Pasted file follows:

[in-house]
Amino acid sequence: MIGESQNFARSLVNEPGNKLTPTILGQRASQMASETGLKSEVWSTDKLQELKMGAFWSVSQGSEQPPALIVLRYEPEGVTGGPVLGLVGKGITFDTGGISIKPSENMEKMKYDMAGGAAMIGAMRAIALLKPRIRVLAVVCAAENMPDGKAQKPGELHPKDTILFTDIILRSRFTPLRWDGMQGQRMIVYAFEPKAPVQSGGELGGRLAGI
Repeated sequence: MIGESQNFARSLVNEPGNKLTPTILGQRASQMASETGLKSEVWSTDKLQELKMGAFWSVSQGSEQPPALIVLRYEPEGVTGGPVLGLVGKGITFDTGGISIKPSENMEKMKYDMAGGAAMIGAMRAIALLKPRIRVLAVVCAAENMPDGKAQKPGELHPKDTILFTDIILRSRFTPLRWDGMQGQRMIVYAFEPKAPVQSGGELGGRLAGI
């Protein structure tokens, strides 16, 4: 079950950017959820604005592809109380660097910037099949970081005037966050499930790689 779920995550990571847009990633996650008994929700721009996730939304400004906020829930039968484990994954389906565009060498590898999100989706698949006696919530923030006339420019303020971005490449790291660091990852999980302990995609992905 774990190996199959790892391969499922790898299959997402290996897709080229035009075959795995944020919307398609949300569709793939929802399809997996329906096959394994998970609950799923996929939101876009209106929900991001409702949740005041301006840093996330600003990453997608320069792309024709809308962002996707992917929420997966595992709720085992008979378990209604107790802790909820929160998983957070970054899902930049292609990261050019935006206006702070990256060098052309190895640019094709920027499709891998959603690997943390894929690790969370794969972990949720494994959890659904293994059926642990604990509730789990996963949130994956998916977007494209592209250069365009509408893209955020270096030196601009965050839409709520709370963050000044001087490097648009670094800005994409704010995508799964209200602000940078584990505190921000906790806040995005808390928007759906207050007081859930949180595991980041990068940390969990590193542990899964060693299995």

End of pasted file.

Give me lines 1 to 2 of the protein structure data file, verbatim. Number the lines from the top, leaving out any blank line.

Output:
[in-house]
Amino acid sequence: MIGESQNFARSLVNEPGNKLTPTILGQRASQMASETGLKSEVWSTDKLQELKMGAFWSVSQGSEQPPALIVLRYEPEGVTGGPVLGLVGKGITFDTGGISIKPSENMEKMKYDMAGGAAMIGAMRAIALLKPRIRVLAVVCAAENMPDGKAQKPGELHPKDTILFTDIILRSRFTPLRWDGMQGQRMIVYAFEPKAPVQSGGELGGRLAGI